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What Florida State continues to show while Malik Osborne nurses his nagging left ankle injury offers a glowing indication of what could come this season and beyond.
The setback Osborne suffered earlier this month left the Seminoles vulnerable after they started ACC play. They were already struggling before Osborne’s injury occurred. And the versatility, defense, scoring and rebounding Osborne brings makes the senior forward one of FSU’s most valuable players.
But while Osborne intermittently missed time and played limited physically, the Seminoles started winning.
FSU (13-5, 6-2 ACC) could extend its winning streak at last-place Georgia Tech (8-10, 1-6) Wednesday at 9 p.m. on the ACC Network.
“These guys know what it takes to win now,” Osborne said.
“They know how to take adversity, get hit and still stand and push through. But also the level of confidence, they are not scared of the environment anymore. They are not scared of the moment. These guys are going out there, and they are attacking it. They are embracing the moment.”
Playing at this level required the Seminoles to overcome the growing pains that plagued them earlier this season. Recovering from the departures of Scottie Barnes, Balsa Koprivica, M.J. Walker and RaiQuan Gray has been an ongoing process.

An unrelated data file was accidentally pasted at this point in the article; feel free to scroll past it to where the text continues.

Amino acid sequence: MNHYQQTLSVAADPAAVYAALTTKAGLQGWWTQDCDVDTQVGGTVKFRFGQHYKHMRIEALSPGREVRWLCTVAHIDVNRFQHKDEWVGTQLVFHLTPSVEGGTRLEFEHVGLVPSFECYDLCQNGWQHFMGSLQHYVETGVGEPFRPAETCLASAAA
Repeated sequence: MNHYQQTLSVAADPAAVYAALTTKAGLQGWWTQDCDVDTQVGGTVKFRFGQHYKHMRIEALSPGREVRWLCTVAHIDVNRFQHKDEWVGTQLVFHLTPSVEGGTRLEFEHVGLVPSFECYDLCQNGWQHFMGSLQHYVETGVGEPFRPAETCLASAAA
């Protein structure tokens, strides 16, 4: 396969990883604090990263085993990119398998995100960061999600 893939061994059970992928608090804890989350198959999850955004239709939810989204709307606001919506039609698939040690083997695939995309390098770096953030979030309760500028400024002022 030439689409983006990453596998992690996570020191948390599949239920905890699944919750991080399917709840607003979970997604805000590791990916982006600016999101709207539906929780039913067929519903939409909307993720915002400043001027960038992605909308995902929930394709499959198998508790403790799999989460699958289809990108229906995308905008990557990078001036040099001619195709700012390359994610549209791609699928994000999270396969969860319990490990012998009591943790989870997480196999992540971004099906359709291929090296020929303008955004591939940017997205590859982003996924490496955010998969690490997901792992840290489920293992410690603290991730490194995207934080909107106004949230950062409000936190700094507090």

Especially after head coach Leonard Hamilton replaced them with mostly transfers and freshmen.
“I don’t know what our ceiling is, because I don’t feel like we’ve gotten there,” Hamilton said.
“I do feel like we are still in a learning mode. We showed that Saturday when Miami started scrambling and pressuring us, and doubling us in the halfcourt. We still have a lot of room to grow. So hopefully we will continue to keep putting them in those situations, and we will be more comfortable as we move on.”
FSU adjusts to challenges
The notion that FSU has yet to reach its potential makes sense. From an inexperienced roster to Osborne’s physical limitations, the Seminoles needed to adjust. Osborne said he does not expect them to reach their ceiling until the end of the regular season.
Having room to improve while topping the ACC standings is quite the flex. But the margin for error could be thin. FSU won seven of its last eight games by single digits, and four of its last five by five points or fewer.
How Osborne performs going forward will be worth monitoring. He ranks third on the team in scoring (10.4 PPG) but has shot 7-of-38 (18.4 percent) from the field since the N.C. State game.
It’s also possible that Osborne never returns to 100 percent this season.
“With my ankle, it’s something that will probably be dealt with for the rest of the season,” Osborne said. “It’s that type of injury. The team has been really good about trying to load manage it. The training staff has been giving me treatment pretty much every day. I’ve pretty much been living in the training room ever since the injury happened.
“I’ve been trying to figure out what is going to keep me in the best possible shape and health as possible going into each game.”